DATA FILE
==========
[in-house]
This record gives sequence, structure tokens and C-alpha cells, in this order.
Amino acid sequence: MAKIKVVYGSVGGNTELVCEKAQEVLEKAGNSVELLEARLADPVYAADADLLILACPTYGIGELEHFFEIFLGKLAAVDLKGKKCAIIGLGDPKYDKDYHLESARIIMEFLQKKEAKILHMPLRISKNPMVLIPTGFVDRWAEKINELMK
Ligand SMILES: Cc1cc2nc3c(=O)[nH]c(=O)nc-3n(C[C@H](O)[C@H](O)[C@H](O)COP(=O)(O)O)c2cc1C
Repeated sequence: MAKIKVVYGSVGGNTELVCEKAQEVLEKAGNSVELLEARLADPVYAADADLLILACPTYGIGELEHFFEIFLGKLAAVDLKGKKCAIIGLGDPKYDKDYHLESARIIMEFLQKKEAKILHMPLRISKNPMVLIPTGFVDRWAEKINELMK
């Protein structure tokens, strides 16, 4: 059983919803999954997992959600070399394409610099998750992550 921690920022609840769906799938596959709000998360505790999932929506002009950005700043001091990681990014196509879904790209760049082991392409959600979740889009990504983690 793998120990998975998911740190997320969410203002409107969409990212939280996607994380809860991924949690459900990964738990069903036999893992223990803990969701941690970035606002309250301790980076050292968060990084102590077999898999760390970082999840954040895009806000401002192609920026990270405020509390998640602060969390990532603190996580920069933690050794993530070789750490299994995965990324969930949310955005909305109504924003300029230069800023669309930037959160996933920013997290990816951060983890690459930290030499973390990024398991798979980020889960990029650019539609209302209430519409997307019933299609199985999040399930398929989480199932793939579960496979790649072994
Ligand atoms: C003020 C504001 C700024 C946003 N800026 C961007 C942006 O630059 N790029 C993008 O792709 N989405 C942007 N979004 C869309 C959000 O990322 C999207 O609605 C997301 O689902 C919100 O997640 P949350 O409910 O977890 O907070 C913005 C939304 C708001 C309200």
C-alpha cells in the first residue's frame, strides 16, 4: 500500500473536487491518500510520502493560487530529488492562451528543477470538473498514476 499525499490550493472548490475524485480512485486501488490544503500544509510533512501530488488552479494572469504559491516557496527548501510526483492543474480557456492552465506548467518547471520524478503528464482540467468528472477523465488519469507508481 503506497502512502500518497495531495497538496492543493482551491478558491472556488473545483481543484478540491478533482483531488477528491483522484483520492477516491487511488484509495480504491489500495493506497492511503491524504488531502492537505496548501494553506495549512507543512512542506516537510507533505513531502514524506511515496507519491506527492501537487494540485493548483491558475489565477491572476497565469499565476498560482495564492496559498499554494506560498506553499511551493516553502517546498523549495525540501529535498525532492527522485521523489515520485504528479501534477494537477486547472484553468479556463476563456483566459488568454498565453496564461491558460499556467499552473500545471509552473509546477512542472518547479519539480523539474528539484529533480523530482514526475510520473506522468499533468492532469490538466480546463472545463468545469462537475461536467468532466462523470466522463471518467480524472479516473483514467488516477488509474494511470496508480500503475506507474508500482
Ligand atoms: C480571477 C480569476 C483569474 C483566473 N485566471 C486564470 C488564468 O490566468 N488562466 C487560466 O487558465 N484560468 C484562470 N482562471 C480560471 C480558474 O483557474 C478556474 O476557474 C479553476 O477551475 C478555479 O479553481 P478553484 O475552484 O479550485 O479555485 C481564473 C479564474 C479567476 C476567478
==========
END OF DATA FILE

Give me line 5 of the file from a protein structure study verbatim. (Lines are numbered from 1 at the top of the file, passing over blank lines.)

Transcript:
Repeated sequence: MAKIKVVYGSVGGNTELVCEKAQEVLEKAGNSVELLEARLADPVYAADADLLILACPTYGIGELEHFFEIFLGKLAAVDLKGKKCAIIGLGDPKYDKDYHLESARIIMEFLQKKEAKILHMPLRISKNPMVLIPTGFVDRWAEKINELMK